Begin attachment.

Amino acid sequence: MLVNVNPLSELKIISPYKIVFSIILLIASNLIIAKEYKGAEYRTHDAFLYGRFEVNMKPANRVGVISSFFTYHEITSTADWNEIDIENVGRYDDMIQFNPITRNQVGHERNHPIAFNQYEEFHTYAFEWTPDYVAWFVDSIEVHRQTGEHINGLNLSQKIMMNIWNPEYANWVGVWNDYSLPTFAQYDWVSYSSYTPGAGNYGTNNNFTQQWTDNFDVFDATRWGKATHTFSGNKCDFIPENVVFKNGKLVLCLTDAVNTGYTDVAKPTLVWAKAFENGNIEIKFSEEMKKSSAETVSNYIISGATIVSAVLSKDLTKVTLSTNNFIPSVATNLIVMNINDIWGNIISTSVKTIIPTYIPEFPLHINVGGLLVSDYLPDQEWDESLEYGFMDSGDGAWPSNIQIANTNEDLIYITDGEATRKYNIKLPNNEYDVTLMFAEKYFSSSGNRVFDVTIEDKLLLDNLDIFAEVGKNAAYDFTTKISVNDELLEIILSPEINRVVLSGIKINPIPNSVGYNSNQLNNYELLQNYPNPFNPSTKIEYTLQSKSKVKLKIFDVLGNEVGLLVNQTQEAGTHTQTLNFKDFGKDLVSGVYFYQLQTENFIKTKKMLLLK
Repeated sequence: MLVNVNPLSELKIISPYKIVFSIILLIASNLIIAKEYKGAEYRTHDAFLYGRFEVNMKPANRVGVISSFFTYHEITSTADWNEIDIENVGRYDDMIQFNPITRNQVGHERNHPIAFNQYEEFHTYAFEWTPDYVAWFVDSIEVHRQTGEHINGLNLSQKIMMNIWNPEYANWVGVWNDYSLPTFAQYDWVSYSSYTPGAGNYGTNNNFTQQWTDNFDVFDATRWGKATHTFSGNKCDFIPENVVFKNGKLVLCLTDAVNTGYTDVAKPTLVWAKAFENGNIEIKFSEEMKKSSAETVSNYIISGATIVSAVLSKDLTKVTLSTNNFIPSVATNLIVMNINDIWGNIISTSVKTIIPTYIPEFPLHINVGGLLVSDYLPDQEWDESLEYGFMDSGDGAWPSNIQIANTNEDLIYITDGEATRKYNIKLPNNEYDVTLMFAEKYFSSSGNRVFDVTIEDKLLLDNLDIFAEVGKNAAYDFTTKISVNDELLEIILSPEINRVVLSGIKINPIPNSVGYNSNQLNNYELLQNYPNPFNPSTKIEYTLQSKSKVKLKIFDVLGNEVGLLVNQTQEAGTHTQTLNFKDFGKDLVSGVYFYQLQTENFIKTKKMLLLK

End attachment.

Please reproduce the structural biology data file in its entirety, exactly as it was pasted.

Amino acid sequence: MLVNVNPLSELKIISPYKIVFSIILLIASNLIIAKEYKGAEYRTHDAFLYGRFEVNMKPANRVGVISSFFTYHEITSTADWNEIDIENVGRYDDMIQFNPITRNQVGHERNHPIAFNQYEEFHTYAFEWTPDYVAWFVDSIEVHRQTGEHINGLNLSQKIMMNIWNPEYANWVGVWNDYSLPTFAQYDWVSYSSYTPGAGNYGTNNNFTQQWTDNFDVFDATRWGKATHTFSGNKCDFIPENVVFKNGKLVLCLTDAVNTGYTDVAKPTLVWAKAFENGNIEIKFSEEMKKSSAETVSNYIISGATIVSAVLSKDLTKVTLSTNNFIPSVATNLIVMNINDIWGNIISTSVKTIIPTYIPEFPLHINVGGLLVSDYLPDQEWDESLEYGFMDSGDGAWPSNIQIANTNEDLIYITDGEATRKYNIKLPNNEYDVTLMFAEKYFSSSGNRVFDVTIEDKLLLDNLDIFAEVGKNAAYDFTTKISVNDELLEIILSPEINRVVLSGIKINPIPNSVGYNSNQLNNYELLQNYPNPFNPSTKIEYTLQSKSKVKLKIFDVLGNEVGLLVNQTQEAGTHTQTLNFKDFGKDLVSGVYFYQLQTENFIKTKKMLLLK
Repeated sequence: MLVNVNPLSELKIISPYKIVFSIILLIASNLIIAKEYKGAEYRTHDAFLYGRFEVNMKPANRVGVISSFFTYHEITSTADWNEIDIENVGRYDDMIQFNPITRNQVGHERNHPIAFNQYEEFHTYAFEWTPDYVAWFVDSIEVHRQTGEHINGLNLSQKIMMNIWNPEYANWVGVWNDYSLPTFAQYDWVSYSSYTPGAGNYGTNNNFTQQWTDNFDVFDATRWGKATHTFSGNKCDFIPENVVFKNGKLVLCLTDAVNTGYTDVAKPTLVWAKAFENGNIEIKFSEEMKKSSAETVSNYIISGATIVSAVLSKDLTKVTLSTNNFIPSVATNLIVMNINDIWGNIISTSVKTIIPTYIPEFPLHINVGGLLVSDYLPDQEWDESLEYGFMDSGDGAWPSNIQIANTNEDLIYITDGEATRKYNIKLPNNEYDVTLMFAEKYFSSSGNRVFDVTIEDKLLLDNLDIFAEVGKNAAYDFTTKISVNDELLEIILSPEINRVVLSGIKINPIPNSVGYNSNQLNNYELLQNYPNPFNPSTKIEYTLQSKSKVKLKIFDVLGNEVGLLVNQTQEAGTHTQTLNFKDFGKDLVSGVYFYQLQTENFIKTKKMLLLK